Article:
“I believe it is important to acknowledge the wrongdoing, but it may be just as important to know who I was before my crime, who I have become since, and about who I have become: the growth, the maturity, the remorse.”
On Tuesday the House Judiciary Committee will be hearing testimony on H5333, an act that would allow prisoners who committed offenses prior to age 18 and were sentenced as adults to be eligible for parole after completing 15 years of their sentence. The act would not lengthen their parole eligibility should the prisoner be eligible for parole earlier than 15 years.
Last year I testified in favor of this legislation. A couple months later I received a letter from Mario Monteiro, a juvenile offender currently sentenced to die in prison. I am ashamed to say that this letter has sat on my desk, unanswered. I want to say that this is because I am so busy, but I truth, I don’t know how to respond.
At last years hearing, Monteiro’s Aunt, Dee Jensen, spoke about his life, and the crime that presently defines him. I wrote about her testimony:
Mario Monteiro is in his early thirties, said his aunt, Dee Jensen. He has already spent more than half his life behind bars. He lost his mother when he was ten, his father when he was eleven. Monteiro was left in the “care” of a friend of his father, who exposed the boy to years of physical abuse and neglect.
“He was forced to learn how to package drugs, cut them up, deliver them, how to hold them in his hand, hold it under his tongue, at the ages of 11, 12 and 13 years old,” Jensen told the House Judiciary Committee. “If he didn’t comply, if he didn’t do what they asked him to do, he was beat with a plastic baseball bat.”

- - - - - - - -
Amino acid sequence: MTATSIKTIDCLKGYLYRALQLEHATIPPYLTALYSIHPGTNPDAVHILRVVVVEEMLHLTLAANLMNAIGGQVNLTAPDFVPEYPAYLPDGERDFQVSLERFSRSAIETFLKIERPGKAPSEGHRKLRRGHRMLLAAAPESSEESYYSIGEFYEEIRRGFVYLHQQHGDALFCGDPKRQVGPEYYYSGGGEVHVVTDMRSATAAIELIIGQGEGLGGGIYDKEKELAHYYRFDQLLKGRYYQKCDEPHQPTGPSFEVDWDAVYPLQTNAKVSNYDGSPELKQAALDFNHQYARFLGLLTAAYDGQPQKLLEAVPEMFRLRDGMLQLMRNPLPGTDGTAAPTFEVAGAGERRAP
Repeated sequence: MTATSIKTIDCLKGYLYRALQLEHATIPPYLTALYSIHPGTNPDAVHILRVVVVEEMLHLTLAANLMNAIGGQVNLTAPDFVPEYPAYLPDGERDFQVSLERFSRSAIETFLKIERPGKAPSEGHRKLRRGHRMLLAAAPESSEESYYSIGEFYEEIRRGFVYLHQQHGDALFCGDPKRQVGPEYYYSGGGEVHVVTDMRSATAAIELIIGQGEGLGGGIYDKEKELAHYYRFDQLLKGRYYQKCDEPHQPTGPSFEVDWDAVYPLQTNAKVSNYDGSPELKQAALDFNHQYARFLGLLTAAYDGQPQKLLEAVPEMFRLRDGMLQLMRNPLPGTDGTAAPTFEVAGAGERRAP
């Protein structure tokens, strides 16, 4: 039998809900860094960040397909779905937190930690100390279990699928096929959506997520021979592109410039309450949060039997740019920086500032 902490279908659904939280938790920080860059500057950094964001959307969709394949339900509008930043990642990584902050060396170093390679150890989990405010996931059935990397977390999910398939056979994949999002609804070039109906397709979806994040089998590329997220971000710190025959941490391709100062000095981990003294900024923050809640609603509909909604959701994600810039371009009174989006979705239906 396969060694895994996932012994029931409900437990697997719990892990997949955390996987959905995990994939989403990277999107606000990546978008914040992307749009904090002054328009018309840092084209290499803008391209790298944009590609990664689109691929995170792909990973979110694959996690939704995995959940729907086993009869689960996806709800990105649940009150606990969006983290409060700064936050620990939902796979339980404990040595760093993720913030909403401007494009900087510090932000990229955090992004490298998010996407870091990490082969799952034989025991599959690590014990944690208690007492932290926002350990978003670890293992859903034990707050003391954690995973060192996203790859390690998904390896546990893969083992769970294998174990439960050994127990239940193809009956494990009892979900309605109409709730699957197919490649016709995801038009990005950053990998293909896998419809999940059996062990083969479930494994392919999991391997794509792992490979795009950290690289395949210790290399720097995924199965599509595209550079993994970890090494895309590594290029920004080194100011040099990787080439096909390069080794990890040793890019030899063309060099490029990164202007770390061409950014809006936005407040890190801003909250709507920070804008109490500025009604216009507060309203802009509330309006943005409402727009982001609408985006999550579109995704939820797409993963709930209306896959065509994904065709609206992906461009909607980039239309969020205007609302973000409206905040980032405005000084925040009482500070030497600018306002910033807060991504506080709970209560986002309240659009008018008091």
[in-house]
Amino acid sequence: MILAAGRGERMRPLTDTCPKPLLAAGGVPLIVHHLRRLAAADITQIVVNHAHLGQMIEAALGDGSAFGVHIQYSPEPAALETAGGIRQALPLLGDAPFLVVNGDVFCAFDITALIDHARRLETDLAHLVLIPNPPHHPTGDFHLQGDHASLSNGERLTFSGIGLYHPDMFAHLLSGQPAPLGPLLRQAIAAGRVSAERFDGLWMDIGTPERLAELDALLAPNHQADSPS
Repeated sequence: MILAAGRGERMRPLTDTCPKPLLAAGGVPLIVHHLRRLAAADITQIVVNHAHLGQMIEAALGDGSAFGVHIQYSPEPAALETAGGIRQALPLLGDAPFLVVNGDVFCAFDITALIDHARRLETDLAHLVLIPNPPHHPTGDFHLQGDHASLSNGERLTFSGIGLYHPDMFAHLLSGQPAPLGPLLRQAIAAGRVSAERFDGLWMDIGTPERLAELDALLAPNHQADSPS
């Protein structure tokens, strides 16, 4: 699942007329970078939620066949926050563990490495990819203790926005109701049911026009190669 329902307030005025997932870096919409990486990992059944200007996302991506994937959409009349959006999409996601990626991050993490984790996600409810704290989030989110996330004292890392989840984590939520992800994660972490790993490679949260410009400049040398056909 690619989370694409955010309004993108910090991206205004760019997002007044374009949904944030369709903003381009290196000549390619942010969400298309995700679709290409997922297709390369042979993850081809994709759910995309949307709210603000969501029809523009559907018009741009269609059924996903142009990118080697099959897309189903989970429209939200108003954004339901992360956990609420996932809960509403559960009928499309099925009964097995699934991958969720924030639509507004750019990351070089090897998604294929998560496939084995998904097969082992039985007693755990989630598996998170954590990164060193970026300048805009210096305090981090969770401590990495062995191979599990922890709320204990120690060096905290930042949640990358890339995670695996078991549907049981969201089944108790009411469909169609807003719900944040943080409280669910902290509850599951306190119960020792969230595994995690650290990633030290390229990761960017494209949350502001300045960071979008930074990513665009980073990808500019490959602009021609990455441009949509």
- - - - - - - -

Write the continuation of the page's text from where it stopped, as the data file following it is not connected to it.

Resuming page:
In school Monteiro joined a gang, and two years later he was convicted of murder. “He murdered and innocent bystander who was sitting on a porch,” said Jensen. “By waving a gun around and acting like a crazy gang thug, 16 year-old person.”
In his 16 years of prison, Monteiro has nearly completed his associate’s degree. He reads constantly.
“Mario and people like him deserve to have the hope that someday they will have an adult life in society,” said Jensen. “This bill will allow him to be assessed by the skillful people on the parole board at the ACI, as any other inmate, to determine whether or not he has been rehabilitated.”
I will be testifying in favor of this bill once again, because to me a death sentence is a death sentence, whether by incarceration or execution.
Here’s Mario’s letter, in full:
“My name is Mario Monteiro. I am juvenile life serving time at the ACI. I was made aware of you from testimony you gave this past March at the State House in support of House Bill H7596 (Juvenile Sentence Reform). My Aunt also gave testimony at that same hearing, and she mentioned your support.
“I am writing because I have a request, but also to thank you for your support and bringing much needed awareness by posting the testimonies online (Urban League, UpriseRI) for your followers , and the general public. It is my hope that acts like that, and continued advocacy, will one day help get this legislation passed.
“I believe there is a lack of knowledge at the State House, and in the general public as to how this legislation will work when it’s passed (It will only give a chance at parole, no guarantees) and who would be given a chance (not Craig Price.)
“Often times the narrative (Providence Journal), when written about this legislation is not always accurate, and misleading. (Only a chance at parole, and not Craig Price.)
“When youth offender are mentioned, such as myself, the focus is only on our/may worst mistake.
“I believe it is important to acknowledge the wrongdoing, but it may be just as important to know who I was before my crime, who I have become since, and about who I have become: the growth, the maturity, the remorse.
“Steve, I would like to open a dialogue with you in hopes that my request can be considered. Thank you again for supporting [this legislation], and for your time. If you have any questions, or would like to respond, please contact me or my Aunt.
“Thank you again,
“Mario Monteiro #119613”
Can we please ask a favor?
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